City of Tucson, Arizona v. Commissioner of Internal Revenue , 820 F.2d 1283 ( 1987 )


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  • 820 F.2d 1283

    261 U.S.App.D.C. 104, 60 A.F.T.R.2d
    87-5018, 56 USLW 2024,
    87-1 USTC P 9360

    CITY OF TUCSON, ARIZONA, Appellant,
    v.
    COMMISSIONER OF INTERNAL REVENUE, Appellee.

    No. 82-2187.

    United States Court of Appeals,
    District of Columbia Circuit.

    Argued March 28, 1983.
    Decided June 12, 1987.
    As Amended on Denial of Rehearing Sept. 24, 1987.

    Appeal from an Order of the United States Tax Court (Tax Court No. 3889-80B).

    Charles E. James, Jr., Phoenix, Ariz., for appellant.

    Jay Miller, Atty., Dept. of Justice, of the Bar of the Supreme Court of the State of Michigan, pro hac vice, by special leave of Court, with whom Glenn L. Archer, Jr., Asst. Atty. Gen., and Michael L. Paup and Richard Farber, Attys., Dept. of Justice, Washington, D.C., were on brief, for appellee. L. Michael Wachtel, Counsel, Internal Revenue Service, Washington, D.C., also entered an appearance for appellee.

    David H. Nelson, was on brief, for City of Phoenix, Arizona, amicus curiae, urging reversal.

    Sidney G. Leech and Herman B. Rosenthal, Baltimore, Md., were on brief, for Nat. Ass'n of Bond Lawyers, amicus curiae, urging reversal.

    Before ROBINSON, Circuit Judge, and WRIGHT and MacKINNON, Senior Circuit Judges.

    Opinion for the Court filed by Circuit Judge ROBINSON.

    Dissenting opinion filed by Senior Circuit Judge WRIGHT.

    SPOTTSWOOD W. ROBINSON, III, Circuit Judge:

    1

    The City of Tucson, Arizona, challenges a regulation of the Department of the Treasury on the ground of incompatibility with the statutory proscription it purports to implement. The regulation1 provides that sinking funds established by state and local governments for payment of principal or interest on their bonds are subject to the yield restriction imposed by Section 103(c) of the Internal Revenue Code.2 Each security in an issue covered by that section is classified as an "arbitrage bond," the interest on which does not enjoy any tax-exempt status as a municipal obligation. The United States Tax Court upheld the regulation.3

    2

    We find that neither the statutory text nor the legislative scheme sustains the Department's interpretation of Section 103(c). We therefore reverse the Tax Court's decision and set aside the questioned regulation.

    3

    * Section 103(a)(1) of the Internal Revenue Code confers a general exclusion of interest on municipal bonds from gross income for purposes of federal taxation.4 This concession has created a separate financial market in which state and local governments can borrow at interest rates significantly below those featured by taxable obligations.5 While the interest differential undoubtedly is integral to a congressional effort to enhance governmental capacity to finance public works,6 it has also afforded to issuers of municipal bonds an opportunity to pursue purely monetary goals at the expense of the animating legislative policy. The exclusion has enabled state and local governments to market their bonds at low rates of interest and use the proceeds to purchase taxable securities providing comparatively higher yields. Instead of providing funds for public improvements, municipal bond issues thus could be used simply to garner profits from the disparity in interest rates. Serving in this fashion as entrepreneurial vehicles for governmental issuers, municipal securities functioned as arbitrage bonds, in derogation of the legislative intent.7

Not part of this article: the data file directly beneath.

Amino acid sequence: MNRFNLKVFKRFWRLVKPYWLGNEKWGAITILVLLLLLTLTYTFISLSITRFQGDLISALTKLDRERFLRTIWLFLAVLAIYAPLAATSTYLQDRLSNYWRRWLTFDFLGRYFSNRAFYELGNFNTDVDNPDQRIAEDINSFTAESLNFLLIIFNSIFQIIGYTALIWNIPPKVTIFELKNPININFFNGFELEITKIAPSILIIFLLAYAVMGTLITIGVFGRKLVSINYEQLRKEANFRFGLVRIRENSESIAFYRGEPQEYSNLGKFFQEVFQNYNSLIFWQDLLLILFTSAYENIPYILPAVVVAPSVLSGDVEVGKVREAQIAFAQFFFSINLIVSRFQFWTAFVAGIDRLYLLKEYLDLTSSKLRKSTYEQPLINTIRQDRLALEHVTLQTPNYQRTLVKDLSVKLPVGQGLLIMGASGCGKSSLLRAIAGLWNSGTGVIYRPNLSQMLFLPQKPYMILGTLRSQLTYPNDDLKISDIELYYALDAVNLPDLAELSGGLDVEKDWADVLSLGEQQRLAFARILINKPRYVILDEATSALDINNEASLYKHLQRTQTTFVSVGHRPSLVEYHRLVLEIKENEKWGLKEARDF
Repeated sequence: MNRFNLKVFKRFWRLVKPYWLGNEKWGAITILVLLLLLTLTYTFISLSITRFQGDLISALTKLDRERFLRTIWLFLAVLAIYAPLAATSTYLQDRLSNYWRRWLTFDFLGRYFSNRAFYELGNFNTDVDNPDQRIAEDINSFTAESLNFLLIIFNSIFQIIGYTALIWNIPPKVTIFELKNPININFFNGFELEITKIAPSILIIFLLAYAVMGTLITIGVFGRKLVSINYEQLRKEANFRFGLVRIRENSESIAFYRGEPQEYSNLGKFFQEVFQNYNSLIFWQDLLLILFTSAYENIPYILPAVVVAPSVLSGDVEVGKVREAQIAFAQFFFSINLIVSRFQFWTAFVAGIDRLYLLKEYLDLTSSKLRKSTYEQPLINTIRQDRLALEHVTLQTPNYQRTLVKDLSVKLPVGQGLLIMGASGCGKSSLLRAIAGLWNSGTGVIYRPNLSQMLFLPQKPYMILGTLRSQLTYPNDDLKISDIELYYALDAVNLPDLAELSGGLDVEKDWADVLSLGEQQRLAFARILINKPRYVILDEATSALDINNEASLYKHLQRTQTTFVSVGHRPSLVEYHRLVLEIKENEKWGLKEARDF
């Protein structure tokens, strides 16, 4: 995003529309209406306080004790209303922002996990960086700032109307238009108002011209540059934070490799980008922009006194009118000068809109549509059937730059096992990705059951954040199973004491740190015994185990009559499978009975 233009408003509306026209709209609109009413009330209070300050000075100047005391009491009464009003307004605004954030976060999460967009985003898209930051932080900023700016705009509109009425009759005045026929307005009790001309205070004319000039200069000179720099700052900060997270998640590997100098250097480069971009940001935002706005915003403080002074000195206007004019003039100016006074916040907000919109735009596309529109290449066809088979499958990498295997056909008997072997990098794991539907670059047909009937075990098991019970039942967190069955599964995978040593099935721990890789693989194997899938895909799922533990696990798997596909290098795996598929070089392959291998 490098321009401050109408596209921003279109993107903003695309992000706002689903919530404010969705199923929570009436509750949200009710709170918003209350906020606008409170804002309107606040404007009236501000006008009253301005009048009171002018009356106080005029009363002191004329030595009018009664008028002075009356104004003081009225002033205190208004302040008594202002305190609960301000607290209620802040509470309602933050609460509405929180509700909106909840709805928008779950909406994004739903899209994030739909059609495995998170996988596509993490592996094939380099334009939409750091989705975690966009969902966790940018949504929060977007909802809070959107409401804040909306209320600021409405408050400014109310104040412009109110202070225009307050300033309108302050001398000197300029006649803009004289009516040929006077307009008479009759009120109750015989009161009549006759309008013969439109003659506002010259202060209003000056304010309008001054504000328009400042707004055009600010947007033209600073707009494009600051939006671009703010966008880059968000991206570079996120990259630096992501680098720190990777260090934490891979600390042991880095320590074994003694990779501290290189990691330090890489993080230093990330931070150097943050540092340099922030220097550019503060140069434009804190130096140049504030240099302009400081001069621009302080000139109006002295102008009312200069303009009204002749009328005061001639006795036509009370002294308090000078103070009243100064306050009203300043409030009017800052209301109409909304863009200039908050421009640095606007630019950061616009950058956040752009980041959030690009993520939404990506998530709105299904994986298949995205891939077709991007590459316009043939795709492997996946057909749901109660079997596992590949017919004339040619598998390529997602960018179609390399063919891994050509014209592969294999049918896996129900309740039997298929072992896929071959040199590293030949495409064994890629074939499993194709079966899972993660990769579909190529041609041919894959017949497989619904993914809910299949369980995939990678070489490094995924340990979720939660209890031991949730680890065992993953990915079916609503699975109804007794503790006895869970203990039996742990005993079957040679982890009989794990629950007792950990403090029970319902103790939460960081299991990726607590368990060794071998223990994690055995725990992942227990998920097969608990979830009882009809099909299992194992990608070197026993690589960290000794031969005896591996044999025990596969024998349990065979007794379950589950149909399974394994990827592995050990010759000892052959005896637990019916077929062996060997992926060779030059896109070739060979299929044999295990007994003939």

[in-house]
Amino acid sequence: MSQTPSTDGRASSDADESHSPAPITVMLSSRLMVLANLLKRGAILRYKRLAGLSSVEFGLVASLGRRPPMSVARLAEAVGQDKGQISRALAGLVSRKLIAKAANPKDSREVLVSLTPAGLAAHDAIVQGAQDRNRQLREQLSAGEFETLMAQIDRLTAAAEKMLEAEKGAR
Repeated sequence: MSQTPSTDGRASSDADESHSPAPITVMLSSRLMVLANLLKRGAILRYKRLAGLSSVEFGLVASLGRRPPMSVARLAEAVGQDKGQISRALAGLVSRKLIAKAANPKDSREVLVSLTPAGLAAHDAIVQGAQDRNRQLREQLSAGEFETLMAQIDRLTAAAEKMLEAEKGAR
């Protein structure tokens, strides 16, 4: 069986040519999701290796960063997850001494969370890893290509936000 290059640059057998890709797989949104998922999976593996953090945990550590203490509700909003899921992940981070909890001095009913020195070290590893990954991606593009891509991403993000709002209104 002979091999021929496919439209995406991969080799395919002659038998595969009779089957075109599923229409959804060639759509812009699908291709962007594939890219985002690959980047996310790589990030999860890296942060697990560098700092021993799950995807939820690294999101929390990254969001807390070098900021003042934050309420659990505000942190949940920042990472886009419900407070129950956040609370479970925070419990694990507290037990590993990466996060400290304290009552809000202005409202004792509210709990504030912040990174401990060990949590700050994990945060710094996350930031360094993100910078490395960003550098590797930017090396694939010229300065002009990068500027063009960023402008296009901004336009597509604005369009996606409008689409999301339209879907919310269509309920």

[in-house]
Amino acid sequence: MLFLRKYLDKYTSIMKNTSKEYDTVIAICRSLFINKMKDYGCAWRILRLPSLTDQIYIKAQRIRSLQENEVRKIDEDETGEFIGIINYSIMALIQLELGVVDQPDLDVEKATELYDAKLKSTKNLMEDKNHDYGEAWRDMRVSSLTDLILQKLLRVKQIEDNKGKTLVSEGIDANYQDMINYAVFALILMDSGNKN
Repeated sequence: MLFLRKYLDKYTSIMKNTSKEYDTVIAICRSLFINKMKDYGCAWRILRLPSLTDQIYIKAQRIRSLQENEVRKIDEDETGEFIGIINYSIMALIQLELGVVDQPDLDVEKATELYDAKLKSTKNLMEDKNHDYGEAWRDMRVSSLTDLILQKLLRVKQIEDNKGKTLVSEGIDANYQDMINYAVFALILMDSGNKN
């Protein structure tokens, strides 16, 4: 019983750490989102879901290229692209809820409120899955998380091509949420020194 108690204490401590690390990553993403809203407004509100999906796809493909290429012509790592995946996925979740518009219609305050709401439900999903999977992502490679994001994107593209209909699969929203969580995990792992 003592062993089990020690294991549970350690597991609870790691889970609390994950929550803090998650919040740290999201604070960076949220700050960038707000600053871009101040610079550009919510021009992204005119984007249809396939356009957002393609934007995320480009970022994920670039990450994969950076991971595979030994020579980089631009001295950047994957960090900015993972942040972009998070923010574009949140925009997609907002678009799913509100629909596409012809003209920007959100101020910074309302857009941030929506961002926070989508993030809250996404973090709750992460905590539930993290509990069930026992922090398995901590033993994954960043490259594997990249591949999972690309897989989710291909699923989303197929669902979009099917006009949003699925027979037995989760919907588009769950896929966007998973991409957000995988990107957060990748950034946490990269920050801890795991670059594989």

4

    Responsively to the prevalence of this practice, Congress enacted, as part of the Tax Reform Act of 1969, a provision denying tax exclusion of interest on municipal bond issues the proceeds of which expectably would produce arbitrage profits.8 Codified as Section 103(c)(2) of the Internal Revenue Code, that provision expressly defines a non-exempt "arbitrage bond" as

    5

    any obligation which is issued as part of an issue all or a major portion of the proceeds of which are reasonably expected to be used directly or indirectly--

    6

    (A) to acquire securities ... or obligations ... which may be reasonably expected at the time of issuance of such issue, to produce a yield over the term of the issue which is materially higher ... than the yield on obligations of such issue, or

    7

    (B) to replace funds which were used directly or indirectly to acquire securities or obligations described in subparagraph (A).9

    8

    While not designed to cover all transactions in which municipal issues could serve to some extent as investment conduits,10 Section 103(c)(2) does curtail the most pervasive and serious abuses by effecting a "mechanical test"11 for identification of municipal securities actually functioning as arbitrage bonds.12

    9